Team roster: David Chang, Business Administration/International Business and Logistics; Nathan Griffin, Business Administration/International Business and Logistics; Jordan Mootz, Business Administration/International Business and Logistics; Franklin Riley, Business Administration/International Business and Logistics; Charles Wiswall, Business Administration/International Business and Logistics; Thomas Herburger, Global Studies and Maritime Affairs; Cameron Leahy, Global Studies and Maritime Affairs
David Buckley, Mechanical Engineering; Zachary Domagala, Mechanical Engineering, USCG 3rd A/E License; Sarah McDonald, Mechanical Engineering; Matthew Richards, Mechanical Engineering; Alec Safreno, Mechanical Engineering; Jacob Steiner, Mechanical Engineering; Principal Investigator: Dr. Thomas Nordenholz, Mechanical Engineering; Co-Principal Investigator: Dr. Khalid Bachkar, International Business and Logistics; Co-Principal Investigator: Dr. Ryan Wade Dudley, Maritime Policy and Management

Sarah McDonald and Zach Domagala using blade design software to develop their teams turbine blades.

Alec Safreno and David Buckley test motors in their turbine generator selection process. They are looking for a motor with the perfect characteristics.

Alec Safreno rebuilding part of his team's wind tunnel. The California Maritime team is adding a larger motor to their wind tunnel in order to achieve higher testing wind speeds.

Cal Maritime Team leader David Buckley describes and demonstrates the design and operation of the teams' wind turbine in the student-built wind tunnel.

View from above as Cal Maritime students demonstrate describe their project to Cal Maritime Administration and Faculty.


California Maritime Academy


As students at the California Maritime Academy, team members are focused on emerging from college ready to make real contributions in their chosen fields. Academy students are encouraged to consider themselves global citizens and to participate in solutions for global issues. The need for global renewable energy implementation is apparent, and wind energy represents a compelling field where real solutions are taking place.  


California Maritime Academy is designing and building a three-blade, horizontal access wind turbine that uses a direct drive configuration to generate three-phase alternating current. The rectification and control system will perform passive rectification and, most likely, use a microcontroller to control a boost/buck system and an electronic brake. The turbine’s load will consist of a pump moving water through a scale-model reverse-osmosis unit, which illustrates the team’s business model product, while displaying power output and other turbine data and performing real-time calculations related to the team’s business model.


California Maritime Academy is focusing on a business plan to provide wind-powered water desalination to coastal, water-stressed communities. Using a modular approach, and by sourcing decommissioned turbines in the 100kW range, the team plans to provide “pop-up” wind farms in coastal locations to provide water system relief in coastal areas experiencing drought, disaster, or otherwise unpredictable water supply conditions.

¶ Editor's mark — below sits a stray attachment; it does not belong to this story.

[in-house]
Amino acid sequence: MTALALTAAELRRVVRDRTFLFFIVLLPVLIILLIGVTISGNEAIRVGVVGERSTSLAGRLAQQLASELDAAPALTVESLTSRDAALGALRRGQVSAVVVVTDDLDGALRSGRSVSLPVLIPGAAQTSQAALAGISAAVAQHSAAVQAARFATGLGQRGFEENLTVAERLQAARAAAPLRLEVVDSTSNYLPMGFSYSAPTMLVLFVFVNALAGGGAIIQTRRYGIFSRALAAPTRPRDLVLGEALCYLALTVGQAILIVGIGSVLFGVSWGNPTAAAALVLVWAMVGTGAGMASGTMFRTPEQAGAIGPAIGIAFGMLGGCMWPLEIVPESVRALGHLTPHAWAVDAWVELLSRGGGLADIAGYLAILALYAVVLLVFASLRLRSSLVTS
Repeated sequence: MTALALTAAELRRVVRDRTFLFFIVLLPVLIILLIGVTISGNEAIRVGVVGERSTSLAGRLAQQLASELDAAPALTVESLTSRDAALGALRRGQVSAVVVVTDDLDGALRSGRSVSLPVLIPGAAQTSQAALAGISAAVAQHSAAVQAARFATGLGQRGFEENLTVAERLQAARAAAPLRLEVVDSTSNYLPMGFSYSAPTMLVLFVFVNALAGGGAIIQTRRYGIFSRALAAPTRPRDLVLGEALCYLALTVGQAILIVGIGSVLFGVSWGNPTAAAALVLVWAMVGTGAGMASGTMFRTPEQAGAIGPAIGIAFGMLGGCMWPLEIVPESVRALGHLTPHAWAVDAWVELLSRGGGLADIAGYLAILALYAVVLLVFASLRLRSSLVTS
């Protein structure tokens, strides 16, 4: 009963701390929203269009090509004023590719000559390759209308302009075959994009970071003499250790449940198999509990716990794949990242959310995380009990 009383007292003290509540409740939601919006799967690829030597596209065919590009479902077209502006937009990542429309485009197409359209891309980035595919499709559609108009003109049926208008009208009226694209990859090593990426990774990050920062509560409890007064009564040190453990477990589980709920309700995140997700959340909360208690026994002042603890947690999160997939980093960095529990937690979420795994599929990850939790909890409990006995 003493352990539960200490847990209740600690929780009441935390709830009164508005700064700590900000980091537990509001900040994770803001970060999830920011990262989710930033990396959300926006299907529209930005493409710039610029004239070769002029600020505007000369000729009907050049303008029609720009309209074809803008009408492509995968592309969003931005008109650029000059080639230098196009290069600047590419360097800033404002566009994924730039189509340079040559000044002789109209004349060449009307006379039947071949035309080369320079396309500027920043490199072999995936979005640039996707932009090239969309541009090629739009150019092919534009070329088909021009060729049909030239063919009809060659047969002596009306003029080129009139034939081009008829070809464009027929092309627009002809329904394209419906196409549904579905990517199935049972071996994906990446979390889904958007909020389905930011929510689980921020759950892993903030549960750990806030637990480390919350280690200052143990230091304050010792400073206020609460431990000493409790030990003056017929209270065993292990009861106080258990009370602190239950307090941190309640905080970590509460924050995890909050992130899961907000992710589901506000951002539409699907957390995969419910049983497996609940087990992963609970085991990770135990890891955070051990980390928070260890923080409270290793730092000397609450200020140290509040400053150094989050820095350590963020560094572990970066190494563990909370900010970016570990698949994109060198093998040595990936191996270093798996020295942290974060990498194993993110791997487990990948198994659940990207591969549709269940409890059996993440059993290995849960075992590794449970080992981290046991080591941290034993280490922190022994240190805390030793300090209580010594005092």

The team feels eager and confident in most aspects of technical design, particularly blade design—in which they have a lot of experienced faculty members. The team has a good process that allows them to quickly iterate designs and prototype blades until they arrive at an iteration that is most successful.


According to the team, each contest is not without its difficulties. While a bonus challenge, selecting the load proved to be one of the most debated topics among the team. Arriving at the scale and precise function of the desalination unit was discussed for multiple weeks before a final concept was agreed upon. In addition, finding a good market proved difficult because its application relies on specific populations and certain conditions. In addition, finding the specifics of the deployment strategy was highly dependent on the market, but the team could circumvent stringent policy by being in a smaller turbine range. The business and deployment contests forced them to envision a creative business plan to an industry that is already very creative, which forced the team to carefully consider their plan and work as a team to refine their ideas.

The team’s largest challenge comes from the cases of the technical design and the bonus challenge. A significant portion of the competition will be determined by the team’s ability to design, build, and run complex electronics and control systems. The engineering team is comprised solely of mechanical engineers, so they have limited exposure to electronics work at this level. All of their output in this area represents new ground for them, and they will have no guidance from electrical engineering faculty. That being said, the school has done well in this area in the past, and team members look forward to demonstrating their ability to perform well outside of their comfort zone.


The most important thing the team is getting out of this competition as students is the experience and confidence that comes from working as a multidisciplinary team and challenging themselves to perform at a high level within that. Additionally, exposure to all facets of the wind industry in such a rigorous and challenging format is invaluable. Many of the team’s members are coming into the competition with no prior experience in the field, and they’re learning a lot about this industry and the opportunities that exist within individual disciplines.